Equality in the Time of COVID-19

Equality in the Time of COVID-19

Every week it remains a struggle to try and offer some type of optimism and keep hope alive during what looks like an evolving apocalypse. We’ve somehow managed, despite a laughable regression of mayoral input to get our city at the doorstep of dulling the sting of Covid-19.

We have entered Phase One and it looks like, in the foreseeable future, we will be able to set aside our Amazon accounts and go retailing. Hey we’re being told we can even get haircuts, manicures and pedicures. Could it be we will also be allowed to get into church to thank God for still being alive? Eat on the sidewalk outside our favorite restaurants?

Promises of a vaccine are on the horizon while whispers remind us of the possibility of a vengeful return by the novel coronavirus that has all but erased life as we knew it.

And as strange as it may seem, there is yet another issue crowding our horizon with complications equal to or worse yet, than any virus could possibly be. The racial tension in this country is as palatable as the air on a day that posts 100% humidity. It is overwhelming, suffocating and inescapable.

Here in Howard Beach, we have lived through many events that have given rise to the myth that we have always been a racist community. What we are, rather, is a community like so many others, with a mixed population, living harmoniously and constantly striving to maintain the quality of life for us and our families and friends.

We certainly understand the difficulty and the associated perception when people are falsely labeled. And we also understand what happens when truth and action are distorted by the media and in the political arena.

While we are saddened by the fact that any human being would display the disregard for life that Derek Chauvin did when he murdered George Floyd, we feel that Mr. Floyd’s death has been morphed into a fuse, igniting chaos and destruction across the country. Make no mistake about it, our opinion is most clearly stated simply—it was wrong and it was murder.  In fact we have not heard one opinion that differs.

But the actions that have followed it are wrong as well. For us, the most pronounced message that comes from George Floyd’s death is that in order to fix the inequalities that exist, we must recognize them and correct them. We must remain cognizant of the fact that even though the actions of uneducated, violent individuals and paid mercenaries threaten us, they are not the actions of the majority of the black community.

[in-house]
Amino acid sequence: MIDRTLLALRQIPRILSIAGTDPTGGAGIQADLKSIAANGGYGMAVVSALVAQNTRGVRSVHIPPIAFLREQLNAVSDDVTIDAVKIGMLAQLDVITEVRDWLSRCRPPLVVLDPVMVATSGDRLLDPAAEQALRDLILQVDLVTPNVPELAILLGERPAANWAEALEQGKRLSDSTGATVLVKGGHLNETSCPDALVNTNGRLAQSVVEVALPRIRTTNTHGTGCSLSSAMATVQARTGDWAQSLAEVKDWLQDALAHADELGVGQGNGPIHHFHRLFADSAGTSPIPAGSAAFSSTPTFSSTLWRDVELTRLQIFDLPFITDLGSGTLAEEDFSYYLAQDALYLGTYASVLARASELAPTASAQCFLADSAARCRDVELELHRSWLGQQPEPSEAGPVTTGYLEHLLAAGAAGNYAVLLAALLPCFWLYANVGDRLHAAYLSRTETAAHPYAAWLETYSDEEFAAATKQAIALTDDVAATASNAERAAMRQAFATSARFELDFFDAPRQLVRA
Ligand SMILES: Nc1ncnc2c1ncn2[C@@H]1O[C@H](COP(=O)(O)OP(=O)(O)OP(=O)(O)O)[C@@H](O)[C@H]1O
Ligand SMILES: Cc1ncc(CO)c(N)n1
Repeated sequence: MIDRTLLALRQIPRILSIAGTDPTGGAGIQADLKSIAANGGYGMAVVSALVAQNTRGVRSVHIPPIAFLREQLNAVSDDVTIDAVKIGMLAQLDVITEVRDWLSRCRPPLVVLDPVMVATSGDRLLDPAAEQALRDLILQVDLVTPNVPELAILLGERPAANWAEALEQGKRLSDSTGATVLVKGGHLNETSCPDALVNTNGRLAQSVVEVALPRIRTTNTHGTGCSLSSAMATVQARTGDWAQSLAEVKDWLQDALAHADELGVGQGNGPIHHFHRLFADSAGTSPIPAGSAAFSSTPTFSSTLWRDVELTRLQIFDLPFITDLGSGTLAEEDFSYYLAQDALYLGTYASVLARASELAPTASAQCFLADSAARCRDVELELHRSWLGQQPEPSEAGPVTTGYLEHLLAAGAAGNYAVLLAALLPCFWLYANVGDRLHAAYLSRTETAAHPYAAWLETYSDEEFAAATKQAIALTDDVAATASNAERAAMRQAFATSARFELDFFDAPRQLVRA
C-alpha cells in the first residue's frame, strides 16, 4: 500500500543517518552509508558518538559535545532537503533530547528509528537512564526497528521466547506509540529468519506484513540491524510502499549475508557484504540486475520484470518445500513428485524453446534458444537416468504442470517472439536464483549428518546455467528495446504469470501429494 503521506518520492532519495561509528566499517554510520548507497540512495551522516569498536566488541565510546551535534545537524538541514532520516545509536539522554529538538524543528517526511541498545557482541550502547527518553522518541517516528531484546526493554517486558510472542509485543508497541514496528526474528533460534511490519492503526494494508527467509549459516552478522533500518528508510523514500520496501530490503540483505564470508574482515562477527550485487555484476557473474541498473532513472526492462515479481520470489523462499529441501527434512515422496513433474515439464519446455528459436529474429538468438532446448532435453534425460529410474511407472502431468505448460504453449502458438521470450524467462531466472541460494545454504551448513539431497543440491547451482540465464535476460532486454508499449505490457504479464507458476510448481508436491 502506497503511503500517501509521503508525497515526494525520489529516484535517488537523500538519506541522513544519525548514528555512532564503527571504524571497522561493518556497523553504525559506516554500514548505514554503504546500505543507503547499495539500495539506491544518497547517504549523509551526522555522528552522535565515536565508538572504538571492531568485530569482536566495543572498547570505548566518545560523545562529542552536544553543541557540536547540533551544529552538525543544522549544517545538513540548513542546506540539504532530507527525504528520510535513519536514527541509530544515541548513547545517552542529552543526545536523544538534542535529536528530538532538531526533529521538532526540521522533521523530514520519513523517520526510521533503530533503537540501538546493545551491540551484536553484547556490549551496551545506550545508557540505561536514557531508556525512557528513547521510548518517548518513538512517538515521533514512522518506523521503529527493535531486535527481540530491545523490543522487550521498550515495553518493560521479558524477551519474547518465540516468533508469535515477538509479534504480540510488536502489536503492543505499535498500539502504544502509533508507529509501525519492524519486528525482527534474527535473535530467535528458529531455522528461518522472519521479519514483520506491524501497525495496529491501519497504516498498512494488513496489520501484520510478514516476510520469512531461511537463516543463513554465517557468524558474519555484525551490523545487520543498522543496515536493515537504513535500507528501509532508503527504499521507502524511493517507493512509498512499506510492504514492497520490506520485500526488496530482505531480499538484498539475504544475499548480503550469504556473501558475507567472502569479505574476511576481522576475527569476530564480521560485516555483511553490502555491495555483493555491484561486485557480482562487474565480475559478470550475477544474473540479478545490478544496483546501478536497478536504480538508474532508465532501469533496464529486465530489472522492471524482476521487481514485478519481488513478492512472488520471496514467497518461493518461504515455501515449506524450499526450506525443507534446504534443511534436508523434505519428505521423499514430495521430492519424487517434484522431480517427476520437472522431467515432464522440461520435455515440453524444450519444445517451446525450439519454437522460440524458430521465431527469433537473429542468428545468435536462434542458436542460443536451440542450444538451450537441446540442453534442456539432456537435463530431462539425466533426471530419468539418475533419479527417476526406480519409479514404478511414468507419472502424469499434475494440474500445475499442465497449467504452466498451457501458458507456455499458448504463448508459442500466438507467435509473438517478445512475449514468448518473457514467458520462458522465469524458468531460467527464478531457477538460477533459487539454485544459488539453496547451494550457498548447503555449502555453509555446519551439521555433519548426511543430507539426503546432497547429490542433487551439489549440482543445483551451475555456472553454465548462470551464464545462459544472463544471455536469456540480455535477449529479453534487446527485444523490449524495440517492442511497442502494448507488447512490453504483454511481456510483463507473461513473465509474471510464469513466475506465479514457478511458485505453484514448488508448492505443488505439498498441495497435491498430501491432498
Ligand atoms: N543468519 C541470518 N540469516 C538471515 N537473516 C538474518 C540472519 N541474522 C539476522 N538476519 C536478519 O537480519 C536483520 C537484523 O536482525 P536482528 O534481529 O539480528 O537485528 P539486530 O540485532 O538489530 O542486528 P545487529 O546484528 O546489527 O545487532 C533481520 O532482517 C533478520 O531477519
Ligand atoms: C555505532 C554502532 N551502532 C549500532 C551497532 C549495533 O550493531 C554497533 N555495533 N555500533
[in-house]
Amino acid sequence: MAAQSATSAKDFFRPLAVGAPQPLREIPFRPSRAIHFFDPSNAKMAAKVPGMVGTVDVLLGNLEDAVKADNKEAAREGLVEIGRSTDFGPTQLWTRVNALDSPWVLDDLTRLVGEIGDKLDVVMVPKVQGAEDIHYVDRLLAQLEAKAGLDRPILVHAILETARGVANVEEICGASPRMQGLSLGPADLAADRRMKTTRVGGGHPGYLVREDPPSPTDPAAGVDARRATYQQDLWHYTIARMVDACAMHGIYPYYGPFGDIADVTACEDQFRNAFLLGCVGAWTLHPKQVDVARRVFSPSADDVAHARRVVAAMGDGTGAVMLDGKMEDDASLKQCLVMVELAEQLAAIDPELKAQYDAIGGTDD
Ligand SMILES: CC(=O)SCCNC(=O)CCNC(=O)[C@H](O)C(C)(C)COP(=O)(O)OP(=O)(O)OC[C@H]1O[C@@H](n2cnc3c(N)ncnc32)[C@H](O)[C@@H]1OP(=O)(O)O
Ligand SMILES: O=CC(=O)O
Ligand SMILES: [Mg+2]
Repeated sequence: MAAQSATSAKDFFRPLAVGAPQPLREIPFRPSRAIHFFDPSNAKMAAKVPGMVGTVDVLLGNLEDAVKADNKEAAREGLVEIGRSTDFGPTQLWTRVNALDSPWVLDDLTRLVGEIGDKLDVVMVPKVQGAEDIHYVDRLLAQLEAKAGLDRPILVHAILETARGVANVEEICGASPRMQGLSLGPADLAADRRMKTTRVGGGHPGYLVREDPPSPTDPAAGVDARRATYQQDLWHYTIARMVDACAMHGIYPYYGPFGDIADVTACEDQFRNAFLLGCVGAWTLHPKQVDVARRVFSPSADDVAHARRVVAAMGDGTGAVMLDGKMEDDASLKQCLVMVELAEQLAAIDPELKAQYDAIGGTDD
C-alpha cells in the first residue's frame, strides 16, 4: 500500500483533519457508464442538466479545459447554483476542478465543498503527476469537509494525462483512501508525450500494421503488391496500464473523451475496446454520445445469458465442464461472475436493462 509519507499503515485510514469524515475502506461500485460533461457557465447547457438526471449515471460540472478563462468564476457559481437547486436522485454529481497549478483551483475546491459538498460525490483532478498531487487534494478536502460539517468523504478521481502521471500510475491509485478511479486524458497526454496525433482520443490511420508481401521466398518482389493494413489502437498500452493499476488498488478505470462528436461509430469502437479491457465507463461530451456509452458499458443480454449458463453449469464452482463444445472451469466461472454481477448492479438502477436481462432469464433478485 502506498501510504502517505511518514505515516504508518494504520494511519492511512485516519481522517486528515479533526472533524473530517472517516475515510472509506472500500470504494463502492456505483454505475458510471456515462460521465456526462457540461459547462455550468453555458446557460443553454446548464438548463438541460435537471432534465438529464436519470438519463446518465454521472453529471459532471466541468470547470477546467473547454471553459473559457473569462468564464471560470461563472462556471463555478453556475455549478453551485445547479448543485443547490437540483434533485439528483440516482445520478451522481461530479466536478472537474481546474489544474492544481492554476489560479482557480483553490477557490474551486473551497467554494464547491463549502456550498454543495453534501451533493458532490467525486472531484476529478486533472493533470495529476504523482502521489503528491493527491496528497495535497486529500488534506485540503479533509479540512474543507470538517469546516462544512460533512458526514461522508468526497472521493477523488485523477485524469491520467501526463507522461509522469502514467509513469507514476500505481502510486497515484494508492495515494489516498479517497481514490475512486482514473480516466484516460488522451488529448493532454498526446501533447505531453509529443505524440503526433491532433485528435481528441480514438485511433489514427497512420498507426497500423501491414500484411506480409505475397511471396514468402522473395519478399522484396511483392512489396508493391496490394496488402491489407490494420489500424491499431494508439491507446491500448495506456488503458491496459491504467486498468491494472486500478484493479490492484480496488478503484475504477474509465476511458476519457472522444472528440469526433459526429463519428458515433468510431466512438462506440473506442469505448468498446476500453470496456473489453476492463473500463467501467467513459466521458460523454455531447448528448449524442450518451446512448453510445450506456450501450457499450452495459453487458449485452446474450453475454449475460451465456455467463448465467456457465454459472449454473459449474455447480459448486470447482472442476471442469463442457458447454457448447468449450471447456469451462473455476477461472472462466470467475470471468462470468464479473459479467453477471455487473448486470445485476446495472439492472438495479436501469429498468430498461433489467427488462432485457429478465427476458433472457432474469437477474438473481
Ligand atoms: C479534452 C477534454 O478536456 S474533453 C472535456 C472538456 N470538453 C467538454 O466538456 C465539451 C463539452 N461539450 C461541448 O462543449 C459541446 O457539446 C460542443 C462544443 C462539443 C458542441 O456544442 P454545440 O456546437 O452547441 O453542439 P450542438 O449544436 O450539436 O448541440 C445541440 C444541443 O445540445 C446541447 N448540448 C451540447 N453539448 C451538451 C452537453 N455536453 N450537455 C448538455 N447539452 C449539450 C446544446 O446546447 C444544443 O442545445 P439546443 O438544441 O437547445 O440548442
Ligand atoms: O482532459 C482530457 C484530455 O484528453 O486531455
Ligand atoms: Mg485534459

There is no denying that there has been inequality for black Americans for over 500 years. There is also no denying that members of their own race who exploit those facts as the wrong means to an end should not determine how we treat black people or any other race of people who deserve our respect and whom we should address as peers. The fanning of flames and rehashing things that have taken place since history first reported slavery will never serve to eliminate them and forever clog efforts to move past them.


We have to recognize the privilege that we have lived under and recognize that comes with power and with responsibility. The situation in this country is not going to go away just because we wish it would. The dirt swept under the rug is no too weighty for the floor to handle. We have to change things for the next generation and those to follow.

It is our obligation, to all races, to hold the feet of inequality to the fire. It is imperative to make sure that individuals like Derek Chauvin and all others, know that their actions are not acceptable to us and that they will be held accountable and punished. We must hold our peers responsible for the very actions that reflect dangerously on all of us and diminish the rights and the ability to live our lives under the best and safest set of circumstances.

If nothing else could come out of the pandemic, which thus far has claimed over 400,000 innocent lives, perhaps it is that when looking in the face of death, we are all, in fact equal.


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